Cynthia McKinney's mom said she's learned that her daughter is on the way home.
Leola McKinney said a friend who contacted the U.S. Embassy in Israel reported that the former congresswoman was released from Israeli custody and taken to Ben Gurion International Airport.
"We finally got word that she was released," Leola McKinney said late Sunday afternoon. "We don't know what time she is supposed to fly out. All we know is that they took her to the airport.
"I would be more relieved when I know she's on the flight," Leola McKinney added. "But I am relieved that she's away from there."
McKinney had been in custody since Tuesday, when she and 20 others were swept up by the Israeli Navy while allegedly trying to sail through a navy blockade. The group says it was attempting to deliver humanitarian supplies to Gaza.
McKinney and the rest of her group could have been released soon after they were taken into custody but they refused to sign a document admitting they violated Israel's blockade, according to McKinney's parents. The group was due to appear in an Israeli court Sunday.
Leola McKinney said she had no information about the court hearing.
Leola McKinney said she had not spoken with her daughter since shortly after she was taken into custody.
Cynthia McKinney and other members of the "Free Gaza Movement " left Cyprus Tuesday on the Greek-registered ship Arion.
Their ship was stopped when they tried to pass through the Israeli Navy's security blockade at Ashdod. The group was taken into custody and their ship was seized. Israel officials promised to deliver by ground all of the humanitarian supplies that were on the boat.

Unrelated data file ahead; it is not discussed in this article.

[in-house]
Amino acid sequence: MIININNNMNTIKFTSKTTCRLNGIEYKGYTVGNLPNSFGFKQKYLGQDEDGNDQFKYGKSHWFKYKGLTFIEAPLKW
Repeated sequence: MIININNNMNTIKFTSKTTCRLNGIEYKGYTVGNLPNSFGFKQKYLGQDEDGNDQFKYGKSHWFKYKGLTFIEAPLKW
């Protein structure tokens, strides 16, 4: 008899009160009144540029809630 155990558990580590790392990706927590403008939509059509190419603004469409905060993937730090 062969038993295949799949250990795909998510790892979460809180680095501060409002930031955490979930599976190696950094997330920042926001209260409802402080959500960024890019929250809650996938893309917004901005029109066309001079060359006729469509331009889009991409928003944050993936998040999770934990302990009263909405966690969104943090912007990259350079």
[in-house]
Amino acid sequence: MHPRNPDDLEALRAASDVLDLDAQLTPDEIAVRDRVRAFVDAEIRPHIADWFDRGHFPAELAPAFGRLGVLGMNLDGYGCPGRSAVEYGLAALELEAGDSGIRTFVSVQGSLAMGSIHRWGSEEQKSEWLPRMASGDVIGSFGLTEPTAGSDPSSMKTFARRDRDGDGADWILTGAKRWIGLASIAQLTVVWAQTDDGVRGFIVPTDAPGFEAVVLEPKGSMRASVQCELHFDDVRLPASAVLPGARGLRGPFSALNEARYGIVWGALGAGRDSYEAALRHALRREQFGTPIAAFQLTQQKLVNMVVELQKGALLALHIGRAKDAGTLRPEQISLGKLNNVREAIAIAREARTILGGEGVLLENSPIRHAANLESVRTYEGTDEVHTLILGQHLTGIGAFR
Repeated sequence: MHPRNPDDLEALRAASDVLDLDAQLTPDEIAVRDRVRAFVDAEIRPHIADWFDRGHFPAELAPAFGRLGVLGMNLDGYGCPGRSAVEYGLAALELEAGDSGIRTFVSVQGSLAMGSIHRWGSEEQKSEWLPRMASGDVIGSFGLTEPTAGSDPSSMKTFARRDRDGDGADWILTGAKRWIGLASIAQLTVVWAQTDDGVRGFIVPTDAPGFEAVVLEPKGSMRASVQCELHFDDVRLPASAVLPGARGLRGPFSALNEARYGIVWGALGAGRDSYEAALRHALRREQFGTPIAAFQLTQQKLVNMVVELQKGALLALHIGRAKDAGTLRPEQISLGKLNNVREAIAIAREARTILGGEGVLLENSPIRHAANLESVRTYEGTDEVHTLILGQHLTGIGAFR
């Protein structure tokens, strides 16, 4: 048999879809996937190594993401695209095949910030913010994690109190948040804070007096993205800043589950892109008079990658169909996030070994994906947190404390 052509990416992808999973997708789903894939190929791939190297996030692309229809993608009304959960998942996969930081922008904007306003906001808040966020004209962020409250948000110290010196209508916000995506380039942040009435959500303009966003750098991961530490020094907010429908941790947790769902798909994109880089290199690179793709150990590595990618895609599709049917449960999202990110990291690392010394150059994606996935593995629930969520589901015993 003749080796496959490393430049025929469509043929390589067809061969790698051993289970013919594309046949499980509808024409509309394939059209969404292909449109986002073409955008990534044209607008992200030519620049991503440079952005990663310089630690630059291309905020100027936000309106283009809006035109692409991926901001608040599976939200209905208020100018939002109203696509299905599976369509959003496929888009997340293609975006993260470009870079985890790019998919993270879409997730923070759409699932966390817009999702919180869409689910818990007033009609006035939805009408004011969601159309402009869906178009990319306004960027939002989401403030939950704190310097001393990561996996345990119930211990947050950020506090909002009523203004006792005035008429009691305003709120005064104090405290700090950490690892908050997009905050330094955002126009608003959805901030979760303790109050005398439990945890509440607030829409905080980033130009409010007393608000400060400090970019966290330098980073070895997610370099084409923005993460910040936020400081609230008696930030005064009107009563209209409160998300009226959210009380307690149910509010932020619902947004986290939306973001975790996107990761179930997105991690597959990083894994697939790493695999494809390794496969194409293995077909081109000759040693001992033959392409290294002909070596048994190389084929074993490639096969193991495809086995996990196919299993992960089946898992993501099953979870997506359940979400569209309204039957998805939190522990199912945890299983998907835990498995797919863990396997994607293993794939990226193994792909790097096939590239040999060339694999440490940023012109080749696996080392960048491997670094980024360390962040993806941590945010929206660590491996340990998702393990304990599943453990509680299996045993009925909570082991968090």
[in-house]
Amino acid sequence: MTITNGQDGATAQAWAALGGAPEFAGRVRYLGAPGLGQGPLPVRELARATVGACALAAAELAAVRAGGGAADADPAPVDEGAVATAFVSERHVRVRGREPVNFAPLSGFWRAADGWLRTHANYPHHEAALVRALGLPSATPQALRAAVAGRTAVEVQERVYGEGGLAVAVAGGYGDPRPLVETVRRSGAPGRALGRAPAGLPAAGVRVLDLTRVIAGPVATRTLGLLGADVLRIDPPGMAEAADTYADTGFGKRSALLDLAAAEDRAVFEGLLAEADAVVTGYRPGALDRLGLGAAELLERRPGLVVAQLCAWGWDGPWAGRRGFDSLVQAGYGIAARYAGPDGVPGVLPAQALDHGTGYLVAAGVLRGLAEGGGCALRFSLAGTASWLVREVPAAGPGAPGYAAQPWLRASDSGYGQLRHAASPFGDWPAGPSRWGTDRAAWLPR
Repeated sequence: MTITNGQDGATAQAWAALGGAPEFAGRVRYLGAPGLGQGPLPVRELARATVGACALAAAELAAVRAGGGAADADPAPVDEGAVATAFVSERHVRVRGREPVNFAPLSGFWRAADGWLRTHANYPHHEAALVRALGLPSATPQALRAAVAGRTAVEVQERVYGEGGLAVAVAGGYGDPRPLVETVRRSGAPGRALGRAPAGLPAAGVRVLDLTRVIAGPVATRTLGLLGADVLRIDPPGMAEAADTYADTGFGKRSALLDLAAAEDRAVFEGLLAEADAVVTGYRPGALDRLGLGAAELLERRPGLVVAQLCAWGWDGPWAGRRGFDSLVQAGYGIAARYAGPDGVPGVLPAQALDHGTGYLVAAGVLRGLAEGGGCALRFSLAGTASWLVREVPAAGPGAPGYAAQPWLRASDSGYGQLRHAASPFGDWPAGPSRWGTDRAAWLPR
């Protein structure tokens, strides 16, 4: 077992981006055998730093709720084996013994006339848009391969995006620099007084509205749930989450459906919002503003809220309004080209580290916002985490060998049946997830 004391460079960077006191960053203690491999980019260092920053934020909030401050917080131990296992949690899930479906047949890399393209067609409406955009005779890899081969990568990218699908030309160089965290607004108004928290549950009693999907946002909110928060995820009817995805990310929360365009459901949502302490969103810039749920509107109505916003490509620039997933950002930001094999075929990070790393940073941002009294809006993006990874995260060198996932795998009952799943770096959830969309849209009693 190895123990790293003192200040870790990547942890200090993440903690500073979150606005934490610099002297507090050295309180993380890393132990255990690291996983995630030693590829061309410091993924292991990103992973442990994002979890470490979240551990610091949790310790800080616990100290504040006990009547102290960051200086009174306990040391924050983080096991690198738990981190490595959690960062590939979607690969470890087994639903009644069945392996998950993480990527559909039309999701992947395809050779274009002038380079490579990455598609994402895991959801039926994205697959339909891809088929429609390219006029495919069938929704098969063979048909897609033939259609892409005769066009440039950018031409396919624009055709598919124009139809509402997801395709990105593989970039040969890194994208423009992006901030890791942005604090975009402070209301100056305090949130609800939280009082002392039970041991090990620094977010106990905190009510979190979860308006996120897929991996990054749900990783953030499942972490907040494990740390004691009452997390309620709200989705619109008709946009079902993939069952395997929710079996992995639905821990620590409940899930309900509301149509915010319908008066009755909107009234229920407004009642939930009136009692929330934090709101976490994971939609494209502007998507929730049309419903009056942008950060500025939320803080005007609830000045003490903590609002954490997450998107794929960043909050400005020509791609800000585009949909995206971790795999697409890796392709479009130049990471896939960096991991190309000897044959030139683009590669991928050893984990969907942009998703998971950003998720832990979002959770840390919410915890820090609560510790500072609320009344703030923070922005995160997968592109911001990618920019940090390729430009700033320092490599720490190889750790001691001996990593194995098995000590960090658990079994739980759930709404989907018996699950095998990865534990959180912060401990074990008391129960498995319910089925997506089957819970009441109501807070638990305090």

Family, friends and supporters say Cynthia McKinney believed she was in international waters and was free to pass.
The office of the Consulate General of Israel in Atlanta said in a statement released Friday, "According to Israeli law Ms. McKinney and her fellow crew members were suggested to sign a form acknowledging their deportation... Since Ms. McKinney has refused to do so, she is expected to appear before an Israeli judge on Sunday, July 5, and afterwards be returned home as soon as possible."
Civil rights leader the Rev. Joseph Lowery, head of the Atlanta-based Coalition for the People's Agenda, said he and others have spoken by phone with the Consulate General of Israel.
"Whatever happened, there was no harm done," Lowery said. "She was not carrying munitions, but medicine. We hope Israel will show compassion and release her and let her go on to deliver the much-needed medicine to the Gaza Strip. ... If she were carrying guns, that would be a different thing. [But] she was carrying humanitarian aid."
Israeli officials blame McKinney and her group for the controversy, saying they were looking for confrontation to attract publicity. The officials note that Palestinian Authority and the rest of the international community had agreed to the off-shore blockade to prevent arms smuggling into Gaza. Gaza is controlled by Hamas, which is classified by the U.S. and European Union as a terrorist organization.
Leola McKinney said the trip would have received no "publicity if they had been allowed to deliver supplies to Gaza. They [Israel] made an issue out of it by taking the boat and escorting them into Israel."
Billy McKinney, Cynthia McKinney's father and a former state legislator, said his daughter was only trying to show "the devastation in Gaza... Anybody who has a humanitarian spirit would not want to see those people live in those conditions."
Support real journalism. Support local journalism. Subscribe to The Atlanta Journal-Constitution today. See offers.
Your subscription to the Atlanta Journal-Constitution funds in-depth reporting and investigations that keep you informed. Thank you for supporting real journalism.